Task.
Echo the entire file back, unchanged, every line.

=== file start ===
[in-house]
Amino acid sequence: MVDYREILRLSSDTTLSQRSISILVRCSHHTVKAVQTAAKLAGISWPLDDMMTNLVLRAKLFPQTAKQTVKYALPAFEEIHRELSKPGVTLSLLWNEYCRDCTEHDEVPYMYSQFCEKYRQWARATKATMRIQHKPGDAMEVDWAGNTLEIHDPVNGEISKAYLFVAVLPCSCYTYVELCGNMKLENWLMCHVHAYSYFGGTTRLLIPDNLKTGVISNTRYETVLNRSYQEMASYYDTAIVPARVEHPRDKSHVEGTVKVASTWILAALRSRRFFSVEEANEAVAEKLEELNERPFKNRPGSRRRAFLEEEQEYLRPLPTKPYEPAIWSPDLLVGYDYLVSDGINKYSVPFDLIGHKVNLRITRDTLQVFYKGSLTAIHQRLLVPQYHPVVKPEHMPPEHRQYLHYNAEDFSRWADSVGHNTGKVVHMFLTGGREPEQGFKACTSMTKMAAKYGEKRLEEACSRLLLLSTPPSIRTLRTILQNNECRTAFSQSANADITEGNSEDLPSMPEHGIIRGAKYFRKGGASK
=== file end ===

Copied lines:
[in-house]
Amino acid sequence: MVDYREILRLSSDTTLSQRSISILVRCSHHTVKAVQTAAKLAGISWPLDDMMTNLVLRAKLFPQTAKQTVKYALPAFEEIHRELSKPGVTLSLLWNEYCRDCTEHDEVPYMYSQFCEKYRQWARATKATMRIQHKPGDAMEVDWAGNTLEIHDPVNGEISKAYLFVAVLPCSCYTYVELCGNMKLENWLMCHVHAYSYFGGTTRLLIPDNLKTGVISNTRYETVLNRSYQEMASYYDTAIVPARVEHPRDKSHVEGTVKVASTWILAALRSRRFFSVEEANEAVAEKLEELNERPFKNRPGSRRRAFLEEEQEYLRPLPTKPYEPAIWSPDLLVGYDYLVSDGINKYSVPFDLIGHKVNLRITRDTLQVFYKGSLTAIHQRLLVPQYHPVVKPEHMPPEHRQYLHYNAEDFSRWADSVGHNTGKVVHMFLTGGREPEQGFKACTSMTKMAAKYGEKRLEEACSRLLLLSTPPSIRTLRTILQNNECRTAFSQSANADITEGNSEDLPSMPEHGIIRGAKYFRKGGASK